Despite posting extensive credentials, the instructor didn’t seem to know yoga flow, was too chatty and stunk of body odor. (Was he sleeping in his car too? Had I been scammed?) He had 29 reviews and they were all good???  What? When I’m on vacation time, my time is precious and I don’t want to waste it. If someone is advertising yoga and hyping their credentials, I have certain expectations. Definitely wouldn’t sign up for his class again and I am officially responsible for the 1 negative review currently posted. (Guess the class would be fine for beginners – maybe?) Santa Cruz disappointments kept racking up so I decided to leave town for a scenic drive up the coast to Half Moon Bay.

 

The scenery did not disappoint. The central coast is ravishingly beautiful and gives a sense of a pristine California before people invaded.

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Five miles south of Pescadero, you’ll find Pigeon Point Lighthouse. Built in 1871, at 115 feet high, this is the tallest lighthouse on the West Coast. It is still an active navigation aid for the Coast Guard. The light house has a cool hostel with a jacuzzi you can rent out at night. Looks like you’d have your pick of secluded beach coves too.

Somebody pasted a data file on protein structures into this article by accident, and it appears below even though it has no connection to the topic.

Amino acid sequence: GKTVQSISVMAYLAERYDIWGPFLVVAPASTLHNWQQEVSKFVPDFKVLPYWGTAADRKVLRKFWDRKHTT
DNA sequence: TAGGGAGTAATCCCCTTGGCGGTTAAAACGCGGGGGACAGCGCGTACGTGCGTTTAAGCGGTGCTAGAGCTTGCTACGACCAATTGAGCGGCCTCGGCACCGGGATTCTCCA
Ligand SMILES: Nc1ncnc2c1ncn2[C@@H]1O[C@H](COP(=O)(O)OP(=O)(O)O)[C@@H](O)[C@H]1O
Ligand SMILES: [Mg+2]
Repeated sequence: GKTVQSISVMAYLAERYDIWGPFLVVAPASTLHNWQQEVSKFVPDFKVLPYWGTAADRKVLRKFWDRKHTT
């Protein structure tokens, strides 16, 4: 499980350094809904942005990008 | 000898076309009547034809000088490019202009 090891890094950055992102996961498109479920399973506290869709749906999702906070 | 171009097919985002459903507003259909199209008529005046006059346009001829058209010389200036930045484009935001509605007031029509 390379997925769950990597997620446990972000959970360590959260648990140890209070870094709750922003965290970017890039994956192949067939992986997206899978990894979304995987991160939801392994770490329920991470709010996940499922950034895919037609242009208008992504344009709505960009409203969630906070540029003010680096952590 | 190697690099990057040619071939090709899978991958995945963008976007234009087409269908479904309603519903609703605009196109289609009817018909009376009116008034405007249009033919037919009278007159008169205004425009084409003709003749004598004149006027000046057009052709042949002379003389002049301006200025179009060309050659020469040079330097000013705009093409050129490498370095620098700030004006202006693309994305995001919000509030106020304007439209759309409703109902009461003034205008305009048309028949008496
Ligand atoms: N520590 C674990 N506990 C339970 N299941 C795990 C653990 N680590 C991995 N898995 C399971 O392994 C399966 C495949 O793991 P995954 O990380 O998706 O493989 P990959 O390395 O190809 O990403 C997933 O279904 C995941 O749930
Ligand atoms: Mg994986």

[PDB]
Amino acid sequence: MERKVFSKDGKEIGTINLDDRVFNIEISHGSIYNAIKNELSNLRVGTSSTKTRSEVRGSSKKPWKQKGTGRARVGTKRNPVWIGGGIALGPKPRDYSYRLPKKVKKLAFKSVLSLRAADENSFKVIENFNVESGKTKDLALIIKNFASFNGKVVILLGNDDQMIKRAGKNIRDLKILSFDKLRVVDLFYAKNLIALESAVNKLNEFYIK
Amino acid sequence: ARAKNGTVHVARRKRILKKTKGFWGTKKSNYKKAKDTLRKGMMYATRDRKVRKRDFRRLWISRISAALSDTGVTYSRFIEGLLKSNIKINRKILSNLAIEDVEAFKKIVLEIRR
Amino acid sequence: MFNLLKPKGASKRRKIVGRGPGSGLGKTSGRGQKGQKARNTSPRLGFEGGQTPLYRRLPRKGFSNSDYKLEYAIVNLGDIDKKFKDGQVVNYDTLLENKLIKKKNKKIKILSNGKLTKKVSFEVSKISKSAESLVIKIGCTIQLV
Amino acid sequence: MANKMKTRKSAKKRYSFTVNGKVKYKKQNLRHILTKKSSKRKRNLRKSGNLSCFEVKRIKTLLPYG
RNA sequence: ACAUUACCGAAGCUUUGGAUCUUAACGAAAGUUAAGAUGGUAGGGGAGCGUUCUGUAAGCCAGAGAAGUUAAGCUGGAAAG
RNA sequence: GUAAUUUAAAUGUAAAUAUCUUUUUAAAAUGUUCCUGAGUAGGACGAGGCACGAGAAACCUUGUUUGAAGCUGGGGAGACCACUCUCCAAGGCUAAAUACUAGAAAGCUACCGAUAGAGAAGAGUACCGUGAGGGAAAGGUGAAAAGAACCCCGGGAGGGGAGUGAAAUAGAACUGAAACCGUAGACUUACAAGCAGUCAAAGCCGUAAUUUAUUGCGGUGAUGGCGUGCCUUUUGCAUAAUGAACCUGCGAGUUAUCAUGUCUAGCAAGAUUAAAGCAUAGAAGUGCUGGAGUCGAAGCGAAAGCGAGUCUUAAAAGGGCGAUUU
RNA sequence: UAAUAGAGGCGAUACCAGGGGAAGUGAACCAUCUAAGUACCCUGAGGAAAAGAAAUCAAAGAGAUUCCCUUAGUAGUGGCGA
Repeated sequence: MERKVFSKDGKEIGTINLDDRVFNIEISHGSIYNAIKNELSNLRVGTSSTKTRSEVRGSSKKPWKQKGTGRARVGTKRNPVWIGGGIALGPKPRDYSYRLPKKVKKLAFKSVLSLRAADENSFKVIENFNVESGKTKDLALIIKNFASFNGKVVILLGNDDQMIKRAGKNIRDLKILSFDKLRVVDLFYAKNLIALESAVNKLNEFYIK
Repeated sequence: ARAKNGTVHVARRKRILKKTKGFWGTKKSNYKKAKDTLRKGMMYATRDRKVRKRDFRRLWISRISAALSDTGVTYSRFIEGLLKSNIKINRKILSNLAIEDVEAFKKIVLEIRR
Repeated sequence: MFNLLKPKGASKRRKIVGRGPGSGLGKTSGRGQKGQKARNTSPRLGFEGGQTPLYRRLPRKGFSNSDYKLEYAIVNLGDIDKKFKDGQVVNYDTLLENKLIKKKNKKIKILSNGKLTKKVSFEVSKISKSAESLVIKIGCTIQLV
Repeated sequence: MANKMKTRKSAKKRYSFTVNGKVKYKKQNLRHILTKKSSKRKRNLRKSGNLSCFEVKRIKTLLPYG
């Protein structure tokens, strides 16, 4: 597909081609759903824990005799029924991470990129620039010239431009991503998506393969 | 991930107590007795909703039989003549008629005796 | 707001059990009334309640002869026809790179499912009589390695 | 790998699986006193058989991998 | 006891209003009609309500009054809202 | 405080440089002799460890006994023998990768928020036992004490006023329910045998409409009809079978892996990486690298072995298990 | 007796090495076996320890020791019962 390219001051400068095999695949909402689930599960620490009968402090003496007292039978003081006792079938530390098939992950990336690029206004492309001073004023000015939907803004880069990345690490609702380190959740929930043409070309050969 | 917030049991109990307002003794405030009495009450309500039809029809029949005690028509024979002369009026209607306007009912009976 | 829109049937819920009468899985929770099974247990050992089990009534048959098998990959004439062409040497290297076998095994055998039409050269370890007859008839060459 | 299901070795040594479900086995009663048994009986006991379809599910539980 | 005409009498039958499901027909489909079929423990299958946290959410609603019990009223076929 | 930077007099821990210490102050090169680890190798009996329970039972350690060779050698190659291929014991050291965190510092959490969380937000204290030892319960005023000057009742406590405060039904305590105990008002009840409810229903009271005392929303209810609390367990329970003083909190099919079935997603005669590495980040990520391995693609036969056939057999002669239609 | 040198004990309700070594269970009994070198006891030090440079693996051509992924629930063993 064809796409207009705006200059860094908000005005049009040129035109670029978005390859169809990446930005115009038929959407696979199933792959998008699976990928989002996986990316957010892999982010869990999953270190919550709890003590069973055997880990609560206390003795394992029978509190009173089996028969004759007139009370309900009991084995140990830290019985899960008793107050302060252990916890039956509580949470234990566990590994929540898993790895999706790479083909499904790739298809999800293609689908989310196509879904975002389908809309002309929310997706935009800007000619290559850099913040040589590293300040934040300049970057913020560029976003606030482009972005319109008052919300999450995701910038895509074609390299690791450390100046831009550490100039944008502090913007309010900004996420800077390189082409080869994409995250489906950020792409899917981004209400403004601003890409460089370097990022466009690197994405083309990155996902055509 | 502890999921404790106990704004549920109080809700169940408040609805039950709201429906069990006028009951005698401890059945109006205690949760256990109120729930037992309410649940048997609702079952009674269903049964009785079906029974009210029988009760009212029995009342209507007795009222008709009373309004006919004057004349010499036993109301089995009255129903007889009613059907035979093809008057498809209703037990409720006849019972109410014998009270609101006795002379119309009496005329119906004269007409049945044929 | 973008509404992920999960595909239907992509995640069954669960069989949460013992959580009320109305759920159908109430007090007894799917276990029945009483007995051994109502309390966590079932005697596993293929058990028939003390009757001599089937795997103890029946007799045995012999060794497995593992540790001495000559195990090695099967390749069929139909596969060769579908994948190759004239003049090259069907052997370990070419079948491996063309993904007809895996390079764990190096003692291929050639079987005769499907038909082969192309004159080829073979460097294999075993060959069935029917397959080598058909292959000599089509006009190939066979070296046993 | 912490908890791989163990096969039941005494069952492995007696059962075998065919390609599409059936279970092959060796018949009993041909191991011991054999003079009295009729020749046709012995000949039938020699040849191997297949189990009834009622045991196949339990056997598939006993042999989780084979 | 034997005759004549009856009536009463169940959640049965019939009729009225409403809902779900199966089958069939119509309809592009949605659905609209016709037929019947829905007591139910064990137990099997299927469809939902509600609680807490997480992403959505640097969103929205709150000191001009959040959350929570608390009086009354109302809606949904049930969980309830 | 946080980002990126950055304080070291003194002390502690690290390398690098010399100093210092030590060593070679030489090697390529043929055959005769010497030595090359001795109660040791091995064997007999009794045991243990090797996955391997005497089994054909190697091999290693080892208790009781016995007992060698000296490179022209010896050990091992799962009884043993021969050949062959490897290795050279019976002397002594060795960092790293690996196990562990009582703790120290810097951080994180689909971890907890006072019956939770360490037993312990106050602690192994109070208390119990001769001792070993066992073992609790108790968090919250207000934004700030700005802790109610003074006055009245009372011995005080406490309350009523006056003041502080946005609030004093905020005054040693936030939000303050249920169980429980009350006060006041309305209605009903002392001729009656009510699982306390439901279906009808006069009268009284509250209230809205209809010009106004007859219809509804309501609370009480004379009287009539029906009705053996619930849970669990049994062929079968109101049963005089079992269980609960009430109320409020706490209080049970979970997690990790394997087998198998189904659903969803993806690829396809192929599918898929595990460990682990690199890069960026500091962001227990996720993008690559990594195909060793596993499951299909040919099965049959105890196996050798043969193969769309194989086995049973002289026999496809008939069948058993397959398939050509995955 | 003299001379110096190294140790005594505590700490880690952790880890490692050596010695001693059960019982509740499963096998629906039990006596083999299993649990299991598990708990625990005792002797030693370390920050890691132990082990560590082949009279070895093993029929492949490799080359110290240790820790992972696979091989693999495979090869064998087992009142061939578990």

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Warning: Soap Box

But I spoke too soon, much to my dismay, every spot I stopped in a pullout, there was litter strewn about. In one spot, I filled a paper bag within a 2-feet radius of my car. Humans really disgust me sometimes, especially Americans and others who trash their environments. We are a 1st world country that acts like a 3rd world country in many respects. It really disturbs me. Any of you old enough to remember that American Indian PSA commercial about littering? The one with teh Indian Brave who has a tear rolling down his noble cheek when he observes a littered area? Cliché, I know, but that’s how I felt – it’s heart breaking to see nature ruined. I stopped to find a spot to have a picnic and saw filthy underwear, antifreeze containers, all kinds of grotesque detritus of car transients etc -all within 25 feet of the ocean.